Crabapple Tree Diseases And Pruning Diseased Trees

Posted on: 26 December 2014

If your flowering crabapple tree has dark spots or its leaves are falling prematurely, your tree has a disease. Below you'll learn about common crabapple tree diseases and how you can prune your tree back to health.


This fungal disease thrives during wet weather and cooler temperatures. The first indication of apple scab is dark colored spots on the leaves. As the fungus progresses, a fuzzy substance will appear on the leaf stems and foliage. When the disease attacks the surface of the fruit, you'll notice the presence of round bumpy spots.

As the leaves turn yellow and wilt, they'll fall to the ground. By the middle of summer, a large percentage of the leaves will be gone and the tree will appear puny.

Fire Blight

This crabapple tree disease affects the flowers, leaves and branches of the tree. Blisters appear on the stems and pus may seep out of older lesions. The end section of infected branches will curl and turn dark brown or black.

As the lesions grow larger and infect thick branches, the disease will spread into the trunk of the tree. As the disease kills the flowers and leaves, they'll stay attached to the tree.


Even though crabapple trees can grow as tall as 30 feet, they're susceptible to canker disease when they're stressed due to insufficient water. When your tree has canker, the wood beneath the bark will have a brown hue. Another indication is black bumps on the leaves, right before they wilt.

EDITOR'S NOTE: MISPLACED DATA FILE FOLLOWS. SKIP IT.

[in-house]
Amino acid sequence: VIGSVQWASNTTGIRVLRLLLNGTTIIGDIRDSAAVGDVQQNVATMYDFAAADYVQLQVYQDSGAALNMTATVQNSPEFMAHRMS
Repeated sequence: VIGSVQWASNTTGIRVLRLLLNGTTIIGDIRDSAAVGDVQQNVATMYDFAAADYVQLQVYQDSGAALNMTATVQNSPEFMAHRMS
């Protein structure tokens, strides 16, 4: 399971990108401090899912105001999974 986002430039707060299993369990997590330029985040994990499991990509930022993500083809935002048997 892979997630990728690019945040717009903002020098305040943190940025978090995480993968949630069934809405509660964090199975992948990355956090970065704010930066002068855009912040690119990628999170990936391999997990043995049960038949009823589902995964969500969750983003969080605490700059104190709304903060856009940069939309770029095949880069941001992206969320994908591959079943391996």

During dry weather conditions, water your tree every two weeks. Saturate the ground around your tree with four to six inches of water to keep canker away.

Frogeye Leafspot

Dark spotted leaves with purple edges signify frogeye leafspot. As the disease progresses, the spots will turn gray and form a circular pattern. Finally, the leaves will turn yellow and fall from the tree. To prevent this fungus from attacking your trees next season, pick up the wilted leaves and burn or bury them away from your trees.

Pruning Diseased Trees

When you first notice a diseased crabapple tree, grab your pruning shears to cut off the unhealthy branches. This keeps the disease from spreading to the healthy areas of the tree and stealing nutrients.

To determine the health of the branch, carefully peel off a piece of the bark and examine the color underneath. If you see a white or green hue, the branch is healthy. If the color is brown or black, the branch is dead and you should remove it. If the branch has buds, it's healthy, so you won't need to do the bark test.

Follow these tree trimming tips when dealing with a diseased crabapple tree.

  • If the branch has cankers, make your cut at least 6 inches above the lesion. This will ensure that you've removed the entire diseased area around the canker.
  • Prune your trees when the weather is dry because the microbes can spread to healthy leaves easier when the leaves are wet.
  • Submerge your shears into a mixture of bleach water for 15 seconds after each cut to prevent the spread of the disease. Clean the shears thoroughly in the solution after you're done.
  • After pruning your infected crabapple tree, wash your gloves and clothing. This will remove any pathogens that have traveled through the air and landed on your clothes.

When planting new crabapples trees, purchase varieties that are resistant to scab and fire blight. Disease resistant cultivars include Adams, Callaway, David, Dolgo and Jewelberry.

If your crabapple tree has a disease, now you can identify the pathogen and trim off the diseased areas to keep it healthy. If you're unable to prune your tree, contact a company that performs tree trimming to do the job for you.